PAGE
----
These contracts are sometimes quite detailed. This contract, for example, is a 7-page PDF that specifies, among other things, what pet names an 'outside' lover is and is not permitted to use, what words an outside lover is and is not allowed to use to describe a relationship, and what kinds of sex ann outside lover is an is not allowed to have.

It's nothing, however, compared to another contract I've seen, which I seem no longer have a link for, that spells out (in over 40 pages of single-spaced type) all of the above plus the positions an outside lover is permitted to have sex in, the number of miles a member of the primary relationship is allowed to drive to go on a date, what restaurants a member of the primary couple is not permitted to bring any other partner to, and so on.

And I can't help but marvel, as I read these contracts, at how brilliant they are as testaments to fear and insecurity.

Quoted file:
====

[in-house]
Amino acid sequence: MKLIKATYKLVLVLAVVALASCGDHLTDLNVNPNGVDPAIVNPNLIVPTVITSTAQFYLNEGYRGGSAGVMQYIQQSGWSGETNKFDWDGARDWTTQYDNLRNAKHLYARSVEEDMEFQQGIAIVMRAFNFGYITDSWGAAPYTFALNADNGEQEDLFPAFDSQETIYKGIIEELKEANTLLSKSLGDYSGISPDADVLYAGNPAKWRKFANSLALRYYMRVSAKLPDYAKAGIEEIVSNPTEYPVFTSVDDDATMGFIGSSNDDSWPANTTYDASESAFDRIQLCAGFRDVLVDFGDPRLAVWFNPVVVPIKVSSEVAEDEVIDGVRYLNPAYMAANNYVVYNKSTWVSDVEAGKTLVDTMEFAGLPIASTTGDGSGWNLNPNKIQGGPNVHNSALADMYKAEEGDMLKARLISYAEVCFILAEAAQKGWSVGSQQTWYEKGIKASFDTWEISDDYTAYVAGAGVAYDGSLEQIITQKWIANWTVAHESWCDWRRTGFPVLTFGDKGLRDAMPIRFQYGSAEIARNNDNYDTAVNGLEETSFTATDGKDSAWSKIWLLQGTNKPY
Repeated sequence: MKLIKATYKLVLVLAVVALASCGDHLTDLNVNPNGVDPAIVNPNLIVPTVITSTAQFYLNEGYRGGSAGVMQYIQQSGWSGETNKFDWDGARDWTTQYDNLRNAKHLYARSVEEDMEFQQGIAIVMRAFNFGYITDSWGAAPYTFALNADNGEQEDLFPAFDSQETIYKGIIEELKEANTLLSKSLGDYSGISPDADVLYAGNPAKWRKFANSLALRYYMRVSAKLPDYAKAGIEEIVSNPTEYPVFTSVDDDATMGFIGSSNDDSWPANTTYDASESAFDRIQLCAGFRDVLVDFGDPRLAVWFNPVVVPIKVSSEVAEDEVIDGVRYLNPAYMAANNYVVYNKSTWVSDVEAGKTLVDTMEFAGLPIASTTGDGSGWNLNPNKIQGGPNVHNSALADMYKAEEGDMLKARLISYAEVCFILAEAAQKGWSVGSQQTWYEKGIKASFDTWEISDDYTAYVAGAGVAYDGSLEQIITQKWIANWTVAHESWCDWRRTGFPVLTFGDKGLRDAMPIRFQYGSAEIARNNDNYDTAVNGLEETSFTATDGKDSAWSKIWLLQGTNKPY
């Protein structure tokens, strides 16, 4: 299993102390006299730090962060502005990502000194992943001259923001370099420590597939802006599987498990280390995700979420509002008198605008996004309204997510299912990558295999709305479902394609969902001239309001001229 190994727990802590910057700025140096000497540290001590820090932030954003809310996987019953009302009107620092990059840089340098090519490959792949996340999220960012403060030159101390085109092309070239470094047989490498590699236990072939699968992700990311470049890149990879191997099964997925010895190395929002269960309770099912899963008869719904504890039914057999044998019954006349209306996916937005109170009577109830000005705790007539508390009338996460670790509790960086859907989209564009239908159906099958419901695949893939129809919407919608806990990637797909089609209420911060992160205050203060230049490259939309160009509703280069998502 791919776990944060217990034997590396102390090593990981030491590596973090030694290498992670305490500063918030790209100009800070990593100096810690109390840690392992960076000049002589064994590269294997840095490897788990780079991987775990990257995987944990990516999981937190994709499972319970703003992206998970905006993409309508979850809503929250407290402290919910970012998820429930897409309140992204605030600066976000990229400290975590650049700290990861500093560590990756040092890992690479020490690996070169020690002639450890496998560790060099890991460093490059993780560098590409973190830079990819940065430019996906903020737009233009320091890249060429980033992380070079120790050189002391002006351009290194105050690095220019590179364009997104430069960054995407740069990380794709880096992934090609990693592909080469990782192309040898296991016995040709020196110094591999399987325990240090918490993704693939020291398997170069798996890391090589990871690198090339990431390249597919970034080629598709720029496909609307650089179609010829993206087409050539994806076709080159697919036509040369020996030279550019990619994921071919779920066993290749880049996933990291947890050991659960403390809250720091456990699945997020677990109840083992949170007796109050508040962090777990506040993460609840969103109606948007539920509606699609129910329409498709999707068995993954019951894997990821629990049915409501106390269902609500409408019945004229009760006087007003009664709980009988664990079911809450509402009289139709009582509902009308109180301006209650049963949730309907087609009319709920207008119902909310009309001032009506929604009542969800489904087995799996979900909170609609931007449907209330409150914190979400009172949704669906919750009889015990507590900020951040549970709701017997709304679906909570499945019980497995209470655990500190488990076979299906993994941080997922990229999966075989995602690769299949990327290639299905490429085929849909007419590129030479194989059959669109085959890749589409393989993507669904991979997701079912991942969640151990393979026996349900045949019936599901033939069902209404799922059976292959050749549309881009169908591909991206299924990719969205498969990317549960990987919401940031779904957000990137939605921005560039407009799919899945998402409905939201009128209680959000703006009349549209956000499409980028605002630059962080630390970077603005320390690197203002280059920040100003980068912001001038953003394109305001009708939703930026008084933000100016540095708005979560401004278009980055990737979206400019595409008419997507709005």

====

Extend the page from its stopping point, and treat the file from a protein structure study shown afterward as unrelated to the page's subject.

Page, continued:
Now, I'm not trying to say that people in a relationship should never make any rules or agreements. As I've said in the past, I think there are some rules that are not only valuable but necessary. Rules about joint ownership of property and children, for example. I also think it's wise for non-monogamous--and monogamous, for that matter--sexual partners to negotiate safer-sex boundaries.

It seems to me, though, that many of the agreements people make about non-monogamy, particuarly when it comes to things like amount of time that people are permitted to spend with other partners and the activities people are permitted or forbidden to engage in with other lovers, reveal a great deal about the assumptions they make.

And none of what they reveal is good.

Rules of the sort you'll find in the contract I linked to above seem predicated on one very simple assumption: "Polyamory is a threatening and scary thing, and if I don't keep my lover on a very short leash, my lover is going to stomp all over me and then destroy our relationship." That assumption is in turn resting on a deeper assumption, like the elephant standing on the world-turtle's back: "My lover doesn't really want to be with me. I'm really not all that great. There's nothing particularly special or desirable about me; my lover would really prefer to be with someone else. If I give my lover free reign to do as he pleases, he's going to realize that and leave me."